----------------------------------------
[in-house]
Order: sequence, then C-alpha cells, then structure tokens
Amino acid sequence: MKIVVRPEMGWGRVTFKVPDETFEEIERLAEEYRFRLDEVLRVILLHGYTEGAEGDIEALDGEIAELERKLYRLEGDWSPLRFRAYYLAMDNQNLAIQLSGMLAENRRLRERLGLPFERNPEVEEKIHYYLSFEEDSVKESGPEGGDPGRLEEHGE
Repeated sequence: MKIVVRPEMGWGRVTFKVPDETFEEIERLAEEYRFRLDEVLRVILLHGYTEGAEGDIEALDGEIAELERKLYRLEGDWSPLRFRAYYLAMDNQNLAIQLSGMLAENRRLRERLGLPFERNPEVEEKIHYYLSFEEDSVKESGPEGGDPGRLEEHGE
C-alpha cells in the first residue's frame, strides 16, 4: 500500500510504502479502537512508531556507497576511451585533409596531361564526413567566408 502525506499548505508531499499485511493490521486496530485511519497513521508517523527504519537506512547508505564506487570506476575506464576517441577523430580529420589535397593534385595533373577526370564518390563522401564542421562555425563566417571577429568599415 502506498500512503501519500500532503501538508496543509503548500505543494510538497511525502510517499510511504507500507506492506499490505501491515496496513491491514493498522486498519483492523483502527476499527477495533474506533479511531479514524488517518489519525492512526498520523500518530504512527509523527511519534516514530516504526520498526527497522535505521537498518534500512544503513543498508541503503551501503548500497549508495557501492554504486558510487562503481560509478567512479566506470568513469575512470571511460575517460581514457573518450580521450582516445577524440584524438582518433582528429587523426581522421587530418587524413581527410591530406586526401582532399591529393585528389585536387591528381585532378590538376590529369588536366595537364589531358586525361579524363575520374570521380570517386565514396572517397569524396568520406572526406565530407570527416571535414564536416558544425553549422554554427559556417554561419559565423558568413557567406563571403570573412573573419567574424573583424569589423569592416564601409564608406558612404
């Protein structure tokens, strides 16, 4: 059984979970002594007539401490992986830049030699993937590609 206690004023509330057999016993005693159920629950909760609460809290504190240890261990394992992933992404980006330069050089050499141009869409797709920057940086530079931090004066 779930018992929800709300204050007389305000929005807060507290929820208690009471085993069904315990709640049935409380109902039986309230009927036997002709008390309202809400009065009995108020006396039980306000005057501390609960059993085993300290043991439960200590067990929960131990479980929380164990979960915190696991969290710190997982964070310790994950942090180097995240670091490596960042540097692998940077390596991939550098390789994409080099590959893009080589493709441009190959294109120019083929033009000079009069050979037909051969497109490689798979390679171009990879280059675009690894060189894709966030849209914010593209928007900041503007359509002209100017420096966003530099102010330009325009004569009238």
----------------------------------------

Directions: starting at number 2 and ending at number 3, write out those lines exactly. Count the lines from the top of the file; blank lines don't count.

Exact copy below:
Order: sequence, then C-alpha cells, then structure tokens
Amino acid sequence: MKIVVRPEMGWGRVTFKVPDETFEEIERLAEEYRFRLDEVLRVILLHGYTEGAEGDIEALDGEIAELERKLYRLEGDWSPLRFRAYYLAMDNQNLAIQLSGMLAENRRLRERLGLPFERNPEVEEKIHYYLSFEEDSVKESGPEGGDPGRLEEHGE